"Bone Machine" -- Lest you forget, the Pixies' rhythm section is a force of nature. The intro to "Bone Machine", with David Lovering's hammering drums and Kim Deal's bouncing bass is and will always be the best part of the song. It's also the first moment listeners realized that Steve Albini recorded the record--a fact that, oddly, is both over-hyped and under-appreciated at the same time. Regardless of your position on Surfer Rosa's place in halls of popular music, or its sonic brilliance, one thing is certain: Joey Santiago's guitar, David Lovering's drums and Kim Deal's bass never sounded better on record.

"Gigantic" -- This song is either about a giant penis or about a giant chord progression. Either way, it's a catchy piece of pop that showcases the band's secret weapon, Kim Deal. Content to usually play her bass and harmonize, "Gigantic" is one of the few times Deal takes the mic and shows-off her rusty, gorgeously imperfect voice. "Gigantic" is the soundtrack to a million fans falling in big-big love with Kim Deal.

"Where Is My Mind" -- If "Caribou" slaps you across the face on first listen then "Where Is My Mind" melts you down into a bubbling pool of slag that quickly assumes the tidal properties of the ocean and you become waves. Listening to this song is a collective experience, even if you're alone. The lupine "wooo-woo" howls which periodically pop-up giving the feel of membership in a pack. It's as if we're all going insane together and somehow that's ok...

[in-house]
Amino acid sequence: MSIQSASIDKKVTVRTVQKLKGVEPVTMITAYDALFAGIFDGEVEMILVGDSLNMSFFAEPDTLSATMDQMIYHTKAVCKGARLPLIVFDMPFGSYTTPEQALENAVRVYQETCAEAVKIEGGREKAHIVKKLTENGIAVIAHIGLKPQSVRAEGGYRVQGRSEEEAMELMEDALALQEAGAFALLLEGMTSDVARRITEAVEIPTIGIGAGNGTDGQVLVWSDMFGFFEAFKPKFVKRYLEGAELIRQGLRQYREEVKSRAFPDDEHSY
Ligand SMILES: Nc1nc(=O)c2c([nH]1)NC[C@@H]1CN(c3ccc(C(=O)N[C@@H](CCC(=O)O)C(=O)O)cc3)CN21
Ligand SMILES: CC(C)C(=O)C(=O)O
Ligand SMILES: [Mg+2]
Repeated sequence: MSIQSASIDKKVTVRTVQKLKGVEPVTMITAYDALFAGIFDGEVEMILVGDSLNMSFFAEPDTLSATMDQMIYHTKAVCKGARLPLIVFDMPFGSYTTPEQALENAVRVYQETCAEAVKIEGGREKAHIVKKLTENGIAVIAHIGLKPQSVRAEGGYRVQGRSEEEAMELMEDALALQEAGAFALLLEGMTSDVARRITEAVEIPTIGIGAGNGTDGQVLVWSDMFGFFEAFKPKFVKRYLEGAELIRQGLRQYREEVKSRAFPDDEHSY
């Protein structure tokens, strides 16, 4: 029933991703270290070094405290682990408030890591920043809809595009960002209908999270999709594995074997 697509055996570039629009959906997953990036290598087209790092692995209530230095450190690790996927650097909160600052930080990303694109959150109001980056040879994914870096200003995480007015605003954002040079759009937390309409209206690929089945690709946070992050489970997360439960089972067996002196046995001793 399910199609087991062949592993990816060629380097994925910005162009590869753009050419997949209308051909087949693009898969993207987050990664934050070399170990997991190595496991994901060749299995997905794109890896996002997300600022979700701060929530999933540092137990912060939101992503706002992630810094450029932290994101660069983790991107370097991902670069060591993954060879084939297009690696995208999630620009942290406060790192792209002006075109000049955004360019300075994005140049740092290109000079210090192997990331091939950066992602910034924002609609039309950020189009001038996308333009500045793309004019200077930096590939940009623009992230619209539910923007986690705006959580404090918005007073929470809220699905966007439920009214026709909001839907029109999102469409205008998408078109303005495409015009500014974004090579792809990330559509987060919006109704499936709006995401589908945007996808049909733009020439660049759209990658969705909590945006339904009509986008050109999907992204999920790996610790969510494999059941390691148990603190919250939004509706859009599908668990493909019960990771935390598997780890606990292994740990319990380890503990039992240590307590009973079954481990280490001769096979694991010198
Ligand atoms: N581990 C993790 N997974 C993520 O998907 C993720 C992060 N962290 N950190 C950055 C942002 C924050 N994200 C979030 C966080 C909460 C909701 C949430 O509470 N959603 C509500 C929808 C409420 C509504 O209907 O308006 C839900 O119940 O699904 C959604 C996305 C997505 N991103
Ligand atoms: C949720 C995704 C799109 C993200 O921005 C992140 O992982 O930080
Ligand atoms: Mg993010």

"Vamos (Surfer Rosa)" -- The version of "Vamos" from Surfer Rosa shows the evolution of The Pixies like no other track. The original version, from Come On Pilgrim is fine but, when held up against the Surfer Rosa version, is clearly lacking. Whether it was Albini's imposed discipline or the band's own natural cohesion, "Vamos" goes from throwaway to standout in the breadth of one album.

Live from The Fallout Shelter

The bonus material from Come On Pilgrim... It's Surfer Rosa, is a live-in-concert broadcast, first aired in late 1986 on WJUL-FM in Lowell, Mass. It captures the band early-on, cranking-out speedy, noisy versions of "Holiday Song" and "Isla de Encanta" as well as a droning, truly epic take of "Caribou". Another really enjoyable, if poorly recorded, Pixies classic which shows-up here is "Subbacultcha" -- a track which didn't make its way onto an actual Pixies record until Trompe Le Monde. Even in this raw recording, the back and forth between Black and Deal makes for a really great vocal pairing despite their notorious interpersonal challenges.

The final track, "Pixies Interview", is a six-minute interview with the band immediate following their Fallout Shelter performance. It gives a brief introduction to the band and captures everyone in their youthful glory, having fun with one another, and savoring the afterglow of a really great set. The interview ends with the band requesting the DJ play Captain Beefheart's "Grow Fins" -- a track Santiago describes as real music not just "barcore", the category to which he claimed the Pixies belonged. Fittingly, "Grow Fins", a bluesy bit of Beefheart brilliance, is one of the more accessible songs in the notoriously dense and complicated band's catalog. Leave it to the Pixies to bring challenging music to the masses, make it easy to digest and then to blow our collective minds.